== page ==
Graduates hope no prelims for next year

As pledged by the PDP government during its campaign

Each year, more than half of the university graduates are screened out during the Royal Civil Service Commission’s (RCSE) preliminary exams, making them ineligible to appear for the main Bhutan civil service examination (BSCE), which most graduates feel is unfair and should be discontinued. The graduates feel it is unfair to hold back students by way of preliminary tests, and most of the graduates expect the new government will do away with the preliminary tests.

Education minister Mingbo Dukpa said, “The matter will be looked into as pledged in our manifestos and we would like to discuss it with RCSC first, for it isn’t helping the students.”

He said all the students should be given an equal opportunity and platform, by allowing them to sit for main exams, rather than to hold them back because of an entrance exam.

A 31-year-old Yenten Thinley, a graduate of 2011 said he appeared for the last prelims, his third attempt now. This means he isn’t eligible anymore. “I cannot sit for RCSC exam unless we are allowed to do direct exam rather than going through entrance exams,” he said.

“I think it should have been better if university graduates are allowed to appear RCSC ,as it will help select best among all, rather than screening out some good students in the entrance exams,” he said, adding that it is just going to be a loss on government’s part to lose graduates who can really be an asset.

Similarly, Sherub who also appeared for the third time said, “I won’t a get chance to appear next time, and now I have to wait until the new government does away with prelims, as they have pledged.”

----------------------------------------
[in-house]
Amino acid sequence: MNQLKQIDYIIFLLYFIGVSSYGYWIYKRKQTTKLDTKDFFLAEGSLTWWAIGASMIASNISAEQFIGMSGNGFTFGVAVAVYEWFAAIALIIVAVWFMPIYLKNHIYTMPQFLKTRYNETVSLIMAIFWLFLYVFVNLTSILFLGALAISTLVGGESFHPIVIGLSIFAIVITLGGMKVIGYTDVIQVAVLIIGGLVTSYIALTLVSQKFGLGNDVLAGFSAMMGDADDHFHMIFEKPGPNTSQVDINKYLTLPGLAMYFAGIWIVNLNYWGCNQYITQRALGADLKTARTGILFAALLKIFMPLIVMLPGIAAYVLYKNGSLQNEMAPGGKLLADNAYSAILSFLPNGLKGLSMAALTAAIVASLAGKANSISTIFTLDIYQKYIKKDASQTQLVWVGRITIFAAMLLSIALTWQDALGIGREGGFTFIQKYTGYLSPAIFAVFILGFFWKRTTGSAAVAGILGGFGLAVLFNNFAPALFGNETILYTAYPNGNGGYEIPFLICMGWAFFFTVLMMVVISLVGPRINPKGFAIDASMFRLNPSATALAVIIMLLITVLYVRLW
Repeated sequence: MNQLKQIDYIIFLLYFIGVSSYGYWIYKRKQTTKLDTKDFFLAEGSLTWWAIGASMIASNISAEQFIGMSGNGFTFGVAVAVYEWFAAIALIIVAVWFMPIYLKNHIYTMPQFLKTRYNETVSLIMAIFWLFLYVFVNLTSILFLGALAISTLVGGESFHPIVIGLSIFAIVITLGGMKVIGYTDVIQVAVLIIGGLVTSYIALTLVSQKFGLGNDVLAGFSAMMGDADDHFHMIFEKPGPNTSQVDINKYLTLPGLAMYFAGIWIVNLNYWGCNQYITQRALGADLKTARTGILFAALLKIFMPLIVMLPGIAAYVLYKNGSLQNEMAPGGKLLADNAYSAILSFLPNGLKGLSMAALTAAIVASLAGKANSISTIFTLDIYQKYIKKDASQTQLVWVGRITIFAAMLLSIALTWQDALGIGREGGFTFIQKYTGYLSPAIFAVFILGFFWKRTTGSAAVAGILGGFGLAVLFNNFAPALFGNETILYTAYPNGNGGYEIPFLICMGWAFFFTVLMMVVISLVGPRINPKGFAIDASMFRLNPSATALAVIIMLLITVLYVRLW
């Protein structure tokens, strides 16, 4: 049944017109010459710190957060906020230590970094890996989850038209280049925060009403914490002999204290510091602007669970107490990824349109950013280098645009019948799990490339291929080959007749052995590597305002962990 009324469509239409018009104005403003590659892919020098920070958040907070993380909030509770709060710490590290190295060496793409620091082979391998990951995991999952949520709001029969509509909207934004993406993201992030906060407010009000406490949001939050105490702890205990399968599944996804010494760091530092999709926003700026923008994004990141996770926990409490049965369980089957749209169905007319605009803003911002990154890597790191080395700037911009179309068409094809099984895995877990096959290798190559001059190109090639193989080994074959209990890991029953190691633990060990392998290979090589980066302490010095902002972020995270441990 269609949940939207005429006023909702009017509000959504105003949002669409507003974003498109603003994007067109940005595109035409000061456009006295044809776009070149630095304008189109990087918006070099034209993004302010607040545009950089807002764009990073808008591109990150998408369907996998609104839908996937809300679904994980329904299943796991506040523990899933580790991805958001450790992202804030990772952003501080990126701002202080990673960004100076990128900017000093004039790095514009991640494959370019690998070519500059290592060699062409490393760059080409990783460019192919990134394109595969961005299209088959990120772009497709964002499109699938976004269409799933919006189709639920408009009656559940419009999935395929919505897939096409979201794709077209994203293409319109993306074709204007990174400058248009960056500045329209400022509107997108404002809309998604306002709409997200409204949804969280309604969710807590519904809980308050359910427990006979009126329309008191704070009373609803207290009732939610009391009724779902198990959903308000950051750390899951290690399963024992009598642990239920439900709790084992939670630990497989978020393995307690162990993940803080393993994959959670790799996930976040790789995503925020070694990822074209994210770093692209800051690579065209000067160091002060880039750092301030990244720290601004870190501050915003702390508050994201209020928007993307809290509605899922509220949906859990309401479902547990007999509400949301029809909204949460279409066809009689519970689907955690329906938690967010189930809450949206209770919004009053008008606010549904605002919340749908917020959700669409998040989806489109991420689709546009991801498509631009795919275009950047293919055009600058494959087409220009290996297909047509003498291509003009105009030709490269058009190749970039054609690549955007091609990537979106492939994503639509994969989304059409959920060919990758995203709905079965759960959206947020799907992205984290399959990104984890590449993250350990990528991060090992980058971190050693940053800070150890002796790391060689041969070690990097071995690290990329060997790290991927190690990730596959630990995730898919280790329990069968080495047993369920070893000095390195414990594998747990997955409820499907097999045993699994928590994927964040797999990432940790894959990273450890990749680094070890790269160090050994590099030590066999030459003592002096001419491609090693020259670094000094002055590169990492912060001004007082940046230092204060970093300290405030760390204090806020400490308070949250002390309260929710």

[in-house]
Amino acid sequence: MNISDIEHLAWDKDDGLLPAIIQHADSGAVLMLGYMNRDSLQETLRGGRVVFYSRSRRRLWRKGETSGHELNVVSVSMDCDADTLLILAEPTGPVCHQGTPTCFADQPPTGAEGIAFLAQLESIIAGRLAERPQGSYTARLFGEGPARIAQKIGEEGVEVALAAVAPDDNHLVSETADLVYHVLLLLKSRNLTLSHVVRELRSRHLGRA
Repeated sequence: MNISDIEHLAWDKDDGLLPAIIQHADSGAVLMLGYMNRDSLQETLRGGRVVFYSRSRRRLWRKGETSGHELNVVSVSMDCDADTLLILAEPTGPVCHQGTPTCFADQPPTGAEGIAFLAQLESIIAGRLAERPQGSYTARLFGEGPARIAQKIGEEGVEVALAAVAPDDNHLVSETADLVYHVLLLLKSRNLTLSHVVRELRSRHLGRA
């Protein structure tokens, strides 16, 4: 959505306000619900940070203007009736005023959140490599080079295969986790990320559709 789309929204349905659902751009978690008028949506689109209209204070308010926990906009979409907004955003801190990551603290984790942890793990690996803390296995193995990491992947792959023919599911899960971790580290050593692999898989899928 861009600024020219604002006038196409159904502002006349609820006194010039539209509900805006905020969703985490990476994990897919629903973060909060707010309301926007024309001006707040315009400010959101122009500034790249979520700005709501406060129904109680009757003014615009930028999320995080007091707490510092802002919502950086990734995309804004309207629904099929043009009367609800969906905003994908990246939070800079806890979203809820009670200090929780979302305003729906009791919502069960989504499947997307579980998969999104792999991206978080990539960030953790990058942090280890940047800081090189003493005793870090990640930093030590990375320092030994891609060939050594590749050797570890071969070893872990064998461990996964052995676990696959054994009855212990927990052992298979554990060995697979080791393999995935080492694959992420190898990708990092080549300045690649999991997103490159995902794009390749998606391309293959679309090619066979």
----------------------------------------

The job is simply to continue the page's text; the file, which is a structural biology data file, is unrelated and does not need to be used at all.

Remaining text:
Ugyen Wangmo, 25, said there is a vast difference when it comes to the prelims and main exams, in terms of the questions, as students with mathematics background can easily make it through the prelims, and at times it is also by luck, while the main exam requires knowledge and capabilities.

Some even gave instances on how technical graduates who completed professional courses were held back because of prelims. Pointing out to the shortage of doctors as an issue, some graduates with medical background say because of such entrance exams, they are stuck for another year in order to make through to sit for main exams.

However, Palden Phuntsho, a fresh university graduate said it is to evaluate how eligible and capable a student is for the government job. He said the prelims consist of basic questions which a person should be able to solve.

A graduate from Chennai, Dechen Dolkar, 24, said prelims are very important for it has now become a trend where all the exams are carried out, first with the entrance exam. “I personally feel that quality assessment is needed, in the kind of questions that are framed, as we see and observe the current PE (prelims) trend if not, at times it is all about luck,” she added.

The last prelims, held earlier this month, screened out more than half the 3, 332 university graduates who sat for the exam, and only a total of 1, 614 graduates passed the prelims, out of which only 538 graduates will be absorbed into the civil service. The registered number of university graduates was 3, 567.

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